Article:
Anonymous Coward | about 6 months ago | (#46660687)

I used to run the Gamespy server lists, back in the day, pre-quakeworld. It didn't require much in resources, really, but when we changed from planetquake to gamespy, a bunch of programs stopped working. It was pretty bad.

Hopefully, the games that are not abandon-ware can move to a different URL provided by the community. But if it is abandon-ware, then they're basically hosed.

Sadly, I considered this era ended years ago. oh well.

GameSpy ruined FSX MP (1)

EmagGeek (574360) | about 6 months ago | (#46660701)

Flight Simulator X was pretty awesome, but multiplayer sucked because of GameSpy.

I'm sure just about everyone will agree (0)

Anonymous Coward | about 6 months ago | (#46660707)

GameSpy was garbage anyway. Their closure will bring about better things.

You can't blame them entirely, most of the fault was probably on the side of the game developers themselves, and not on GameSpy, who probably struggled a whole lot to make it work as well as it did among such a massive plethora of game development companies.

I'll never forget the days of playing Rainbow Six and Rogue Spear on MPlayer, though. Those were good times.

Meh (0)

Anonymous Coward | about 6 months ago | (#46660725)

Not the first or the last, Total Entertainment Network (TEN) also went the way of the dinosaur.

Third party matchmaking is a bad idea (0)

Anonymous Coward | about 6 months ago | (#46660729)

Just another in a long, long line of matchmaking services that have closed and rendered years of games worthless (Heat.net, WON, etc.). The GameSpy closure will, in particular, ruin the enjoyment of hundreds of games.

Take note, developers. Do not export a crucial part of your game to a third party and trust that it will be around forever.

morons! (0)

slashmydots (2189826) | about 6 months ago | (#46660747)

Hurray, Arma. So let's spend a bunch of time and money on a game and then cheap out and ship out our CD authentication to a third party aaaaaaaaaand it's gone and nobody can play our multi-million dollar game. Good job, guys.

This reminds me of The Witcher Enhanced Edition. They use some sort of DRM that uses a special fake device driver. It doesn't work at all with Windows 7. So they had to release a patch that's a bit hard to find on their website that just removed the DRM completely. But for a time, nobody could play it. What a bunch of greedy idiots.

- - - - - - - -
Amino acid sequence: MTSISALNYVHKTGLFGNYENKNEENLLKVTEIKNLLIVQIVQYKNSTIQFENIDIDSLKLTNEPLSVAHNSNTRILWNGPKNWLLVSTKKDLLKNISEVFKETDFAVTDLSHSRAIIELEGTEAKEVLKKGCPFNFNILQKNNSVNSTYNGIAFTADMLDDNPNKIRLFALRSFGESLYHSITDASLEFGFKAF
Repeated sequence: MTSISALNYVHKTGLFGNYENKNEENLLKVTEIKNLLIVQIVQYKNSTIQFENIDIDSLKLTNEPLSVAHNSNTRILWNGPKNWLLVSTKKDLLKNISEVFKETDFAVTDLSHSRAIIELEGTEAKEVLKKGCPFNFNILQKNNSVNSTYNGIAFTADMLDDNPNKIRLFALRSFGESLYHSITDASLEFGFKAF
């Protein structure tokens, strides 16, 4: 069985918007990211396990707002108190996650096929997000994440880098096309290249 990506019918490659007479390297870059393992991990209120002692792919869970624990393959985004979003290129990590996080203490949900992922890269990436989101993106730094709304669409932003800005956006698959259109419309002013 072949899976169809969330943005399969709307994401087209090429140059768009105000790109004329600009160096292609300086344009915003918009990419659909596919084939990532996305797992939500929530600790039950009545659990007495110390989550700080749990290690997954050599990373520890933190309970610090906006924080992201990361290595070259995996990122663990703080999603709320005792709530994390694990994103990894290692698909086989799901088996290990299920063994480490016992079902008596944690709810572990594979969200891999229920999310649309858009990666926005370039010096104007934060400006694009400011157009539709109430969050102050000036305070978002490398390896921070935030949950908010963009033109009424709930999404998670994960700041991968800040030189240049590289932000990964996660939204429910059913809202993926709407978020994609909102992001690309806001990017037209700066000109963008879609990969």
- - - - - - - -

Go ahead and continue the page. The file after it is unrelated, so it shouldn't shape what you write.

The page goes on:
Re:morons! (0)

spire3661 (1038968) | about 6 months ago | (#46660867)

Calling CD Projekt Red a bunch of greedy idiots won't make you a lot of friends around here.

Re:morons! (-1)

Anonymous Coward | about 6 months ago | (#46661425)

They make shit games so who gives a shit?

Re:morons! (0)

Anonymous Coward | about 6 months ago | (#46661729)

The truth hurts. And they WERE a bunch of greedy idiots. It's a dammed fact. Oh you run windows 7? No game for you! haha we got your money!

And when their next games like Cyberpunk 2077 come out. I WON'T be rushing out to buy until i hear all about it from actual customers and pirates. And forget anything like a preorder. Fuck no.

Heck maybe i'll just pirate it. They fucked me over once. Maybe i feel i'm due to fuck them over. Pirate it asap and then someday buy it from the $5 bin.

Re:morons! (3, Informative)

lgw (121541) | about 6 months ago | (#46661915)

And then they learned their lesson. They now run Good Old Games, 100% DRM free, and The Witcher (sequel something something) is the first AAA title to go DRM free on GOG.

GameRanger already supports many GameSpy games (5, Interesting)

Scott Kevill (1080991) | about 6 months ago | (#46660769)

I'm the developer of GameRanger, a PC/Mac multiplayer online gaming service supporting over 600 games that has been running since 1999. Not very well known due to being Mac-only until late 2008, but just hit 5 million registered members last month mostly from word of mouth. Many of these games are ex-GameSpy or already had their existing services shut down long ago.

I've been trying to reach out to any affected developers and publishers, as I'm well-positioned to be able to help out. My only interest is in keeping these games alive, no matter how small the player base is. I'm not sure if I can help with the console games; that may depend on Glu (I've reached out to them as well).

Re:GameRanger already supports many GameSpy games (1)

InfiniteBlaze (2564509) | about 6 months ago | (#46660827)

Someone should mod this up!

Re:GameRanger already supports many GameSpy games (0)

Anonymous Coward | about 6 months ago | (#46661273)

Only interest is keeping the games alive, and the other interest is... profit.

Re:GameRanger already supports many GameSpy games (2)

fustakrakich (1673220) | about 6 months ago | (#46661315)

Very nice... How long until you shut down? :-)

Why do we need this stuff? I thought the internet was P2P...

Re:GameRanger already supports many GameSpy games (1)

oneeyedziggy (3461953) | about 6 months ago | (#46662621)

you're doing good work, thanks!

Why do companies buy then shutdown something (4, Interesting)

Jombieman (2742987) | about 6 months ago | (#46660795)

I don't get why a company gets bought out, then shortly afterwards gets shut down. Often the one thing that gives the company value is what gets shut down. Are the purchasing companies not aware that their purchase isn't of value after the fact?

Re:Why do companies buy then shutdown something (2)

Kardos (1348077) | about 6 months ago | (#46660835)